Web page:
Written by By Staff Writer
Maurice Perret, CNN Brasil, for CNN Written by
This story was originally published in August 2011.
“Brazilians are both thrilled and absolutely bemused by this yellow jersey,” wrote Thomas Sancho, from the British newspaper The Independent, in 2012.
“Historically, you’ve got to love the football teams from Brazil: Mineiro, Vasco da Gama, Flamengo, Palmeiras, Itagui. Brazilians carry themselves with a sense of great spirit and athletic prowess.
“But the image of the yellow jersey has sold well. It has given them greater joy, but also fuelled endless speculation about its meaning, because you never quite know what’s going on.”
As the race enters its eighth edition, still no one can say for sure how the “militant yellow” became the symbol of the Tour de France.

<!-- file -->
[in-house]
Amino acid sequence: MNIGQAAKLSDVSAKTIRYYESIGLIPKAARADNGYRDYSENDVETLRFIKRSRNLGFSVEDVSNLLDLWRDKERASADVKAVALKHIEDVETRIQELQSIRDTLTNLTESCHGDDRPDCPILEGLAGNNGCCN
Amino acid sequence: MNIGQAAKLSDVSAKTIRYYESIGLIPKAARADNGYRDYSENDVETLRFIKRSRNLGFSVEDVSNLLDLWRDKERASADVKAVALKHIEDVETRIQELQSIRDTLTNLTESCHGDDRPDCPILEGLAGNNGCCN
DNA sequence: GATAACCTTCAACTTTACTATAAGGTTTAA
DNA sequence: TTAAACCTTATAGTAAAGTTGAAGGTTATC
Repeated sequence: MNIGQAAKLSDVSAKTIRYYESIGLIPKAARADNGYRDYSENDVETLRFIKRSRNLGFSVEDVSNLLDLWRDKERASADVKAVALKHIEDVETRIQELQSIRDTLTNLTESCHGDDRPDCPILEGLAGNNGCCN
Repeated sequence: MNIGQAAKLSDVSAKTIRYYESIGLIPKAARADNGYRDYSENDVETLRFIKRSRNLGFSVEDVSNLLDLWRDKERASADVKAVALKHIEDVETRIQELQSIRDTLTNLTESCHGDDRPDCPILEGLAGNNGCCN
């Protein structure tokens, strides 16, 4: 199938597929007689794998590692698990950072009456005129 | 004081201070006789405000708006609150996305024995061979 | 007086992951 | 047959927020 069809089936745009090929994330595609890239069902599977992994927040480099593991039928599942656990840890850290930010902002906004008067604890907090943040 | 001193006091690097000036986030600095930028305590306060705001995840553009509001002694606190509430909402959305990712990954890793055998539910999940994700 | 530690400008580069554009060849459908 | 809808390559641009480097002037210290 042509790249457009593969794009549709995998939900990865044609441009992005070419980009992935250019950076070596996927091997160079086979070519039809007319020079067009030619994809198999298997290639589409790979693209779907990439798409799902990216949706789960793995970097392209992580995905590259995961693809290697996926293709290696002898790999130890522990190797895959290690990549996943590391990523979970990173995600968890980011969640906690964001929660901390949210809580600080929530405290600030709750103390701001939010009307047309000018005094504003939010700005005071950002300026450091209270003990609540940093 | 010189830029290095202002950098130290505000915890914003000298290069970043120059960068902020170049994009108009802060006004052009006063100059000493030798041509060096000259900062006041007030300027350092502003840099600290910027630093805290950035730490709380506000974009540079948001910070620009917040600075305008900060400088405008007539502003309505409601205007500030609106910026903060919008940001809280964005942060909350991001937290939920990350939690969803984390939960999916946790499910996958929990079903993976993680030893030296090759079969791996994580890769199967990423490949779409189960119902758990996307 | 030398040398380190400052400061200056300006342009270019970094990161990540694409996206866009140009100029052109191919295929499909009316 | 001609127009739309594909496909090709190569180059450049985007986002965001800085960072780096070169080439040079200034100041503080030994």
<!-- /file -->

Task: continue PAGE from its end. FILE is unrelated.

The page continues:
Whatever its origin, there is no doubt that the yellow jersey has become something of a household name.
Originally worn by riders at the end of the race, it’s rarely seen without by far the most famous fans in the world.
As with much of Brazil, yellow became an article of clothing long before the legend of the Tour began to emerge. In some way, this was inevitable: yellow often stands for law and order, success and even religion.
In recent years, officials have encouraged footballers to wear yellow in the colours of the national flag at the World Cup, while at international tournaments, yellow is more often seen alongside the colors of foreign colors — a motif that also dates back to pre-Columbian times.
Brazilians who support clubs such as Vasco da Gama, Gremio and Internacional may have developed their own peculiar prejudices against those supporting other teams.
If nothing else, the yellow jersey has made it clear that it’s Brazilians who are the show-stoppers — not the host country, the host nation.